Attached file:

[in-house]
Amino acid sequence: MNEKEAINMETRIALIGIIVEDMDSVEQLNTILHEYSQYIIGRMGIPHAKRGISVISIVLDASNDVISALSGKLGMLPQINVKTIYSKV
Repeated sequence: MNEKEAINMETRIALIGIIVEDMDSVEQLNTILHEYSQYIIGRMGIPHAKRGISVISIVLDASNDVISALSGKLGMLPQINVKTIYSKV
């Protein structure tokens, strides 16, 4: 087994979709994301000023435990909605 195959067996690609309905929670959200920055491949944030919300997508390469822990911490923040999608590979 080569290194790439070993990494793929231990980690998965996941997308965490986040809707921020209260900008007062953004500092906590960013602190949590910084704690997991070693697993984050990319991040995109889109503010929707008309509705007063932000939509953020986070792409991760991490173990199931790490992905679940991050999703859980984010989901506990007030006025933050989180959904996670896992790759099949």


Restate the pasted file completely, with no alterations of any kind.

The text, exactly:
[in-house]
Amino acid sequence: MNEKEAINMETRIALIGIIVEDMDSVEQLNTILHEYSQYIIGRMGIPHAKRGISVISIVLDASNDVISALSGKLGMLPQINVKTIYSKV
Repeated sequence: MNEKEAINMETRIALIGIIVEDMDSVEQLNTILHEYSQYIIGRMGIPHAKRGISVISIVLDASNDVISALSGKLGMLPQINVKTIYSKV
């Protein structure tokens, strides 16, 4: 087994979709994301000023435990909605 195959067996690609309905929670959200920055491949944030919300997508390469822990911490923040999608590979 080569290194790439070993990494793929231990980690998965996941997308965490986040809707921020209260900008007062953004500092906590960013602190949590910084704690997991070693697993984050990319991040995109889109503010929707008309509705007063932000939509953020986070792409991760991490173990199931790490992905679940991050999703859980984010989901506990007030006025933050989180959904996670896992790759099949």